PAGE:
Wednesday 6th October
Getting good at laying sand
Thursday 7th October
Lynne and I spend the day trying to fit a radiator. She cannot hold it on her own so I abandon the job and figure out a way I can fit them without help. However it can wait for now.
Friday 8th October
Do some wiring jobs. We have bought some LED lamps than hang down and provide small pools of light. We have 6 of these which will be fitted above the dining table at different lengths. We have also got 4 60 cm metal lamp shades. 2 are white, 1 red and 1 black. The black one will hang over the bed in the centre of the bedroom, the other 3 will hang over the lounge area which is open to the top. However we want to paint the 2 white ones red so I'll try an aerosol before taking them to a paint shop to be done properly. All 4 of these lamps will hang from a chain strung across the room from corner to corner.
Saturday 9th October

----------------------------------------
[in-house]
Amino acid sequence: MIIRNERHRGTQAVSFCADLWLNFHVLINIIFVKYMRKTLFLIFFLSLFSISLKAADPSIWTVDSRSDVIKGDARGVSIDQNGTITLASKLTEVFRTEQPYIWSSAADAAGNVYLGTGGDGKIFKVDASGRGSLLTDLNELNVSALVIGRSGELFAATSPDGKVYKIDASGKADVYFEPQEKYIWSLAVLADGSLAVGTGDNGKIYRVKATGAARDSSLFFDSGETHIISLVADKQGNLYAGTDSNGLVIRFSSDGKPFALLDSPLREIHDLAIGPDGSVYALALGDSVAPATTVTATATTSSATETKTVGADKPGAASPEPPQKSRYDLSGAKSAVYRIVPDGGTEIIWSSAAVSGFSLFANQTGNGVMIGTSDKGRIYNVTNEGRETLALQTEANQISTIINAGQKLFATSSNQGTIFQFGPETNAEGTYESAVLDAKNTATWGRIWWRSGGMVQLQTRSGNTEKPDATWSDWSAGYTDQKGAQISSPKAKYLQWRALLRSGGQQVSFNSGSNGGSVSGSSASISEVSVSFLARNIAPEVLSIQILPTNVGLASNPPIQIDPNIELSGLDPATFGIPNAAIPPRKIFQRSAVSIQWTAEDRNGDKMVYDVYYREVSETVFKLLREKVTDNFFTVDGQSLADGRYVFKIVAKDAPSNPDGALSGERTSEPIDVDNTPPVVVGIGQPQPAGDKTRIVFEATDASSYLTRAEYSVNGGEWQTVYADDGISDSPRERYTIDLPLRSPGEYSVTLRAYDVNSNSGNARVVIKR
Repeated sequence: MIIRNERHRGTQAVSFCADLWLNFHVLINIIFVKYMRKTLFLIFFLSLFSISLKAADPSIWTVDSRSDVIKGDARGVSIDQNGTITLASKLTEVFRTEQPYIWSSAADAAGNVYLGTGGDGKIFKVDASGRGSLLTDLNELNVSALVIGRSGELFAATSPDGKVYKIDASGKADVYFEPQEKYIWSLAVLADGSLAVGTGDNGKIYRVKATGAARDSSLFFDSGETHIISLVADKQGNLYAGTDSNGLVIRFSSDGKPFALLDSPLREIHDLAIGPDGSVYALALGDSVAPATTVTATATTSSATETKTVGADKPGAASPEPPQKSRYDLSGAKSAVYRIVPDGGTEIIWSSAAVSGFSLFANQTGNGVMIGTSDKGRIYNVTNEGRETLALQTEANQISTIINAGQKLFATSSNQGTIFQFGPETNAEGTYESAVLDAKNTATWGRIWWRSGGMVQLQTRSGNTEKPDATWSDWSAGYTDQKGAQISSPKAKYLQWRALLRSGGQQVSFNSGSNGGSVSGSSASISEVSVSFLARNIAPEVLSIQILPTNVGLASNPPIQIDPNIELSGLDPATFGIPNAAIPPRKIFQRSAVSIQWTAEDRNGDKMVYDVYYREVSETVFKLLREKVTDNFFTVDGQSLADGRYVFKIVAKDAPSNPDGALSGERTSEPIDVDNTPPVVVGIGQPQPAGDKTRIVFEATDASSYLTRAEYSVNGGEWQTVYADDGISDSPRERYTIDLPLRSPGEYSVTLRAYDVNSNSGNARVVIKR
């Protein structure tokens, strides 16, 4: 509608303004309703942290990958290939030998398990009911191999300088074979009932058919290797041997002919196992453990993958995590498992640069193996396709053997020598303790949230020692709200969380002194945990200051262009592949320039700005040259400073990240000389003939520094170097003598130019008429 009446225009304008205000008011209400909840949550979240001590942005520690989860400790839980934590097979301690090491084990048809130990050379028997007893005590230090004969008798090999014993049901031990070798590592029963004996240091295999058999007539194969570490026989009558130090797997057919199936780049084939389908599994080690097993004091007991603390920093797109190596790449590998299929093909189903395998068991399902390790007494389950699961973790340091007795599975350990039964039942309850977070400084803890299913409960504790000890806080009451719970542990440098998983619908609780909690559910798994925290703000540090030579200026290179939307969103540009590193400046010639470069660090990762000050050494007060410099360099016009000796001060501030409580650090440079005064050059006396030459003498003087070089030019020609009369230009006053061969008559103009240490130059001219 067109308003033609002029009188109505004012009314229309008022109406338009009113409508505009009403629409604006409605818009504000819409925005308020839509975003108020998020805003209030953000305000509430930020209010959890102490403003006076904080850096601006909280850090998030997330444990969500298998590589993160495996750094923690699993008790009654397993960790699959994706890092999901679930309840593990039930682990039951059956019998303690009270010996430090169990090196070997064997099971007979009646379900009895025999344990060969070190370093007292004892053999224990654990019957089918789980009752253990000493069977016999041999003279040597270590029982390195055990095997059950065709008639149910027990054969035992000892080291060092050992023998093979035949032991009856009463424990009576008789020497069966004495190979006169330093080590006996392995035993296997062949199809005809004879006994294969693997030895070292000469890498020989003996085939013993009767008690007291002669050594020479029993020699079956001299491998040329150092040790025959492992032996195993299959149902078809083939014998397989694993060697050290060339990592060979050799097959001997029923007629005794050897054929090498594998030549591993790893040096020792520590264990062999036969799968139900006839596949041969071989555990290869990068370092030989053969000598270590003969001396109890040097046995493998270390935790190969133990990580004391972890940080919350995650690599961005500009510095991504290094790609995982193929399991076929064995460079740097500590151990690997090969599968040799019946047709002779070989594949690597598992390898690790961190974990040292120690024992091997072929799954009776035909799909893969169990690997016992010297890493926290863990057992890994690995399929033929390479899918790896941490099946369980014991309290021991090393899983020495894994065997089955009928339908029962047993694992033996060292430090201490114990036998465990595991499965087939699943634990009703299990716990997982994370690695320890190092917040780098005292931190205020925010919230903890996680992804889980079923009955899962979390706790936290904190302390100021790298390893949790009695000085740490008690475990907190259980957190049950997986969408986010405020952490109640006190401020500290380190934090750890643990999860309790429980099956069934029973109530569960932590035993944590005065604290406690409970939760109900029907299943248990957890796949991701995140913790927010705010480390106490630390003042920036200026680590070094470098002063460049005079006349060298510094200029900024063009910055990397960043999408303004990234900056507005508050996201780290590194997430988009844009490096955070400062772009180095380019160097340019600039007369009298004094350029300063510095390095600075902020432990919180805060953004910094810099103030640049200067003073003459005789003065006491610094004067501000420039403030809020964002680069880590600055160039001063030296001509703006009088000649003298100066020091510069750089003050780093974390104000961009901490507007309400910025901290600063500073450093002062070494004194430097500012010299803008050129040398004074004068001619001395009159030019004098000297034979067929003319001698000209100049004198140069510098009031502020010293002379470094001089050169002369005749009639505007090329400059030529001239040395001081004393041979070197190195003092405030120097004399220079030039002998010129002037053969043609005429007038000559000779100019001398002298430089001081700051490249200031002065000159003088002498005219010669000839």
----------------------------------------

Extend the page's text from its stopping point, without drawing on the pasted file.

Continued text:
Having laid a strip of sand 2 meters wide I decide it may be best to get the sandblaster going and sand blast the oak timbers that will be visible. I get it towed into the garage driveway. I need to drain the 4 year old diesel. Get underneath it and there's a tank with a drain plug. It will not come undone. It's rounded off and so tight that my large mole grips fail to turn it. I undo the pipe next to it but in order to so do I have to jack the compressor up. This is getting more and more complicated. Get the pipe off and oil runs out. I open the side panels and inspect. I'm draining the oil tank that feeds the compressor. Put the pipe back on. Now try and drain the diesel. I undo a pipe which feeds the pump (from the tank). Only problem, with the gloom inside the compressor, I get the wrong pipe so nothing comes out. I get my large suction pump and start sucking the diesel out of the tank through the filler cap. I then have a brainwave and using a long pipe siphon a few gallons out. I go to put the pipe back and see it's the wrong pipe. So refit the pipe I've removed and undo the correct pipe. I small trickle of fuel runs out. I get the last gallon or so out with the siphon. Off to the supermarket for oil and diesel. Get back refill the oil tank and pour 20 litres of new diesel into the tank. Jack up the rear and remove the two axle stands. As I let the jack down and it rests on its wheels it rolls forward off the front axle stands. The tow bar hits the Pugs bumper and stops there. Easy way to get it off the front axle stands. Using lots of easystart I get the compressor running. Then tow it round to the barn and after a bit of to and fro get it by the barn door. I'm in a really bad mood. It's taken all day to do an hours job!